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Benefits from Golden State's Paid Family Leave Program Are Taxable on Federal Returns

By Jamerson C. Allen and Mark R. Attwood
  • February 4, 2005

The Internal Revenue Service has ruled that the payments received under California's Paid Family Leave insurance program are taxable for federal income tax purposes. According to the IRS, Family Temporary Disability Insurance payments (also known as Paid Family Leave) are in the nature of unemployment compensation under Section 85 of the Internal Revenue Code. California's Employment Development Department must report the FTDI payments to the IRS on a Form 1099G and, for federal tax purposes, FTDI payments must be included in a claimant's gross income. The benefits, however, are not subject to California income tax under Revenue and Taxation Code § 17083 [EDD News Release 04-51, 12/14/04].

Recipients of benefits under the Paid Family Leave program received a letter with their benefits checks informing them that the IRS might consider the payments taxable income. Additional steps are being taken to notify claimants that the Forms 1099 they receive this year will reflect the taxable income.

For some, the fact that the Paid Family Leave program is employee-funded may reduce the amount of FTDI payments that must be included in the gross income of the claimant (IRS regulation 26 Code of Federal Regulations § 1.85-1(b)(1)(iii)). Claimants should contact the IRS or their tax advisor to obtain additional information.

The Paid Family Leave Program

California's Paid Family Leave program was enacted in 2002 and is part of the State Disability Insurance program covering approximately 13 million workers. Employees began contributing toward Paid Family Leave in January 2004 and became eligible to collect benefits July 1, 2004.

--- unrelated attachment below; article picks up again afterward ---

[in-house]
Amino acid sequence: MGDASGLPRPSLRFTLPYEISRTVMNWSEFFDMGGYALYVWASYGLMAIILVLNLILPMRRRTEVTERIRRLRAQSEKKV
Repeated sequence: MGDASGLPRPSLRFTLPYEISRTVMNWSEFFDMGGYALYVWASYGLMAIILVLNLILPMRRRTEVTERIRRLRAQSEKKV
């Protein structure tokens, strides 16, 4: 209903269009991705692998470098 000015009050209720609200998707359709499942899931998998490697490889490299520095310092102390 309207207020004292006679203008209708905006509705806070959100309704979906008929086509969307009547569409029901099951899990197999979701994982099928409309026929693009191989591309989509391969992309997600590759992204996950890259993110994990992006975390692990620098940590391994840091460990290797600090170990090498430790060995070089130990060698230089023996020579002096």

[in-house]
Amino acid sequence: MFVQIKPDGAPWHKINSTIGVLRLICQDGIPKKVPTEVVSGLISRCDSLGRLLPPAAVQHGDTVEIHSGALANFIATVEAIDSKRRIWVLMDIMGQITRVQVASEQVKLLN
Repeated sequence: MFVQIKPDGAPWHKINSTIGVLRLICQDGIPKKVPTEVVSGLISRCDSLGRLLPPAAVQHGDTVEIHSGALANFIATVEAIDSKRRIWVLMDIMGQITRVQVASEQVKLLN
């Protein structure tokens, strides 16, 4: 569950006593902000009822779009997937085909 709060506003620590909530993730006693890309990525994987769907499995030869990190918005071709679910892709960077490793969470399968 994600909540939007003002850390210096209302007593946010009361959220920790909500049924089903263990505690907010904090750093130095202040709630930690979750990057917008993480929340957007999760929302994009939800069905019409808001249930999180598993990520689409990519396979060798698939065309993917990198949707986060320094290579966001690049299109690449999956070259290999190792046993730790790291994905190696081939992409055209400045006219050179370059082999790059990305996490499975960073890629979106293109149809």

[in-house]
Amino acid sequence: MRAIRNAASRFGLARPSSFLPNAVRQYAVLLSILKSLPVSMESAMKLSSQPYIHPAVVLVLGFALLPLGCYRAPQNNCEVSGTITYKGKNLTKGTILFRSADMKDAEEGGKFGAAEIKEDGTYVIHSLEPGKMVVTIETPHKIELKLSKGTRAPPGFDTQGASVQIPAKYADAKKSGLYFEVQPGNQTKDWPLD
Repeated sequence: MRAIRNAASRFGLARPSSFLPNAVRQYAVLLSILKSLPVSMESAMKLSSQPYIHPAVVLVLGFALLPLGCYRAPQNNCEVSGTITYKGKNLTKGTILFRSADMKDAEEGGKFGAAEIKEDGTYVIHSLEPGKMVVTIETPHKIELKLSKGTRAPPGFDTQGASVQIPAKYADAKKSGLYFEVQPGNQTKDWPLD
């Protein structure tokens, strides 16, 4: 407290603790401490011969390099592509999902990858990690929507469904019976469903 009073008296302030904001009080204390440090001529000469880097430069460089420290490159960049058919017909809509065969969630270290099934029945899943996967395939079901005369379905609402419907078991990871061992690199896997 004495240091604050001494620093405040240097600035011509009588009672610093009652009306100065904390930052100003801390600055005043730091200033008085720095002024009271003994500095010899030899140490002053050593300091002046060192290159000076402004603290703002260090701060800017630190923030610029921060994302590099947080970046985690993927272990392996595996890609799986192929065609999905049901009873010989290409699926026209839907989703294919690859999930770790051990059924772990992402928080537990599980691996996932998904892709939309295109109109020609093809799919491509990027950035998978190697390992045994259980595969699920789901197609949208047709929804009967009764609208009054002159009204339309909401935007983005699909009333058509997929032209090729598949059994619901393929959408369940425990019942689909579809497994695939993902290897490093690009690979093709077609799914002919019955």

The program pays up to six weeks of benefits in a 12-month period to workers who take time off work to care for a seriously ill child, spouse, parent, or domestic partner, or to bond with a new child. Parents are eligible for benefits within one year of the birth, adoption, or foster care placement. Individuals cannot receive Paid Family Leave while receiving SDI, unemployment insurance, or workers' compensation benefits.

Paid Family Leave is funded through employee contributions to the SDI program. To cover the initial cost, the SDI employee contribution rate increased by .08 percent on a worker's taxable wages in 2004 and 2005. The program does not provide job protection or return rights. However, claimants may be protected under the federal Family and Medical Leave Act and the California Family Rights Act, if they have worked for their employer for a least one year, and the business has 50 or more employees within 75 miles of their work site.

Jackson Lewis California PFL Task Force

If your company has questions about PFL or the integration of PFL into its current leave management practices, please contact one of the members of our California PFL task force listed below, or the Jackson Lewis attorney with whom you regularly work.

San Francisco:

Los Angeles:


  • Jennifer Brown Shaw


©2005 Jackson Lewis P.C. This material is provided for informational purposes only. It is not intended to constitute legal advice nor does it create a client-lawyer relationship between Jackson Lewis and any recipient. Recipients should consult with counsel before taking any actions based on the information contained within this material. This material may be considered attorney advertising in some jurisdictions. Prior results do not guarantee a similar outcome.

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